All Occupations Are Local
The sure-fire way to find occupations in small cities is to head for the center. After leaving Philadelphia on our Occupy America tour, we drove an hour north to Allentown. Pennsylvania’s third-largest city at 118,000 residents, Allentown has been weathered by years of deindustrialization in the steel, cement, and textile industries that once made it an economic powerhouse.
Occupy Allentown has taken up residence in Center Square, inhabiting one of the four red-brick plazas on each corner. There are a handful of tents, a well-supplied kitchen pavilion and an information desk. A large blue and gray nylon tent, which 12 people crammed into the first night of the occupation, has laundry hanging on a clothesline in back and a cardboard sign on the front that reads “Zuccotti Arms,” in reference to the original Wall Street occupation in New York City.
It’s Tuesday afternoon and less than ten people are sitting or standing holding signs such as “Main Street Wants Jobs.” Cars slowing down to negotiate the circle regularly honk, people wave and one man leans out his window to yell, “Wall Street sucks.”
We’ve come in search of Adam Santo, said to be the local leader of a leaderless movement. A handsome, boxy-glassed youth a few years out of college, Santo says he knew about the planning for Occupy Wall Street prior to September 17. “I wanted to go to New York, but I’ve been unemployed and finances were tight, so I thought wouldn’t it be cool to have an occupation in Lehigh Valley” where Allentown is nestled. Eight months earlier he and three co-workers were laid off from their jobs at a local bank because of a “lack of work.”
Santo says when Occupy Wall Street “Really took off, I thought, I’m going to make this take off in Lehigh Valley, gather support, get people into the streets.” He adds that since Occupy Allentown started on October 3, occupations have sprung up in Bethlehem and Easton and farther away in Wilkes-Barre, Scranton and Lancaster.
In the spirit of this social media-organized revolt that begins with a hashtag, #OWS, Santo set up a Facebook page the day before the 700 arrests on the Brooklyn Bridge and “harassed my friends to join.” Next, he designed, photocopied, and handed out thousands of flyers to spread the word. I mention Asmaa Mahfouz, the woman who helped ignite Egypt’s uprising with powerful video blogs and by handing out thousands of flyers in the Cairene slums. He wasn’t familiar with her story, but says he was inspired by the Egyptian Revolution.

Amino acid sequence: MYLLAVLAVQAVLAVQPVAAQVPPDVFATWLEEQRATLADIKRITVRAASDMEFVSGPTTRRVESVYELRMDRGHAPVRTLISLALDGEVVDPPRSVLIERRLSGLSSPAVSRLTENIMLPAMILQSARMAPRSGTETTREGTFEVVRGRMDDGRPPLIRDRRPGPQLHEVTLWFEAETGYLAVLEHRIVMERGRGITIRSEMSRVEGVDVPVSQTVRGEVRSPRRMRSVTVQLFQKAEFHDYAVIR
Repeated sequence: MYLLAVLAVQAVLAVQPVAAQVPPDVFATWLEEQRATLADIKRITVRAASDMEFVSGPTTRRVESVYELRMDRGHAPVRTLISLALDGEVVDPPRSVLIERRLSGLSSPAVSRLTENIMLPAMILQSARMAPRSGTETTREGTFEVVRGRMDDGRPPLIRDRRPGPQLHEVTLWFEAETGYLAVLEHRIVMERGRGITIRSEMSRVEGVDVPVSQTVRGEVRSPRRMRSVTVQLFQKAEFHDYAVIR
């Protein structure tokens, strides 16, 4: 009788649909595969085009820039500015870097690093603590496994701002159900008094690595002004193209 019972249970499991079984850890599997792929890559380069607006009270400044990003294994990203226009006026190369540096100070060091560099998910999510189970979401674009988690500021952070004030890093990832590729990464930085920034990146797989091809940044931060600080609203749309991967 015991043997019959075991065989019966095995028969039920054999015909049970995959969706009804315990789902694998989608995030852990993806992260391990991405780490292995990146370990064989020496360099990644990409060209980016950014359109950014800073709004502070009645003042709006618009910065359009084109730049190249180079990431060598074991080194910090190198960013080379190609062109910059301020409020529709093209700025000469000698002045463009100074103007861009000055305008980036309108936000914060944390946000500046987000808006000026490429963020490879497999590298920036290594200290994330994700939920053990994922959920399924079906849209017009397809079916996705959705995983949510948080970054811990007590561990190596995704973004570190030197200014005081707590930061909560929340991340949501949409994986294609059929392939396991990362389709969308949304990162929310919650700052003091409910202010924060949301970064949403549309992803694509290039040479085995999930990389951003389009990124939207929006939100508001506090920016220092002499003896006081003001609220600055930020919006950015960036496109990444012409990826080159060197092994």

At the same time, Occupy Allentown is very much defined by the locale. According to Davina DeLor, a 39-year-old freelance artist who is painting slogans on his tent when we encounter him, residents initially assumed the occupation was in protest of a planned hockey arena, which he says “they are using our tax money for.” Allentown is using eminent domain to buy up businesses next to the encampment—including a Wells Fargo branch—that will be demolished to build an 8,500-seat arena for the Phantoms, a minor league hockey team. The city has authorized borrowing up to $175 million to pay for the multi-use facility, while Phantoms’ team owners are willing to throw in perhaps 10 percent of the cost.
While anger is widespread over what is seen as shady political dealings for a taxpayer-funded stadium that will displace dozens of local businesses, many residents are more consumed with just trying to survive the grinding economic crisis. Allentown’s official poverty level in 2009 was 24 percent, twice the state average.
DeLor says, “A lot of people are losing their jobs, food is going up, healthcare is going up, homelessness is going up, but the paychecks are not going up. The jobs are minimum wage or $9 or $10 an hour. And if you have a family you can’t survive on that.” Out of work for the last six months, DeLor says, “Whenever I try to get a job there are tons of people ahead of me and tons of people behind me.” It is these concerns that ultimately motivate the occupiers in Allentown, including families “doubling and tripling up” in houses and “four or five people living in a one-bedroom apartment,” says Santo.
In a departure from big-city occupations like New York, beat cops are openly supportive, says Santo. “They drive by, they wave, they honk. They give us handshakes and hugs…because they realize they are part of the 99 percent.” Local clergy are encouraging their congregations to donate goods and “[supply] us with warm bodies, which we definitely need,” says Santo.
Local conditions have limited the growth of the occupation. DeLor says many supporters have to juggle multiple part-time jobs, which limits the time they can spend protesting. During the week the number of campers and occupiers dwindles. This also may be why the day we were there, October 18, the occupiers were mostly unemployed or retired. Some potential occupiers have joined more prominent occupations, says Santo. “I have a lot of friends in New York. I have a lot of friends in Philadelphia…. I have some friends who just left for Occupy Pittsburgh.” His hope is they will return to help build Occupy Allentown.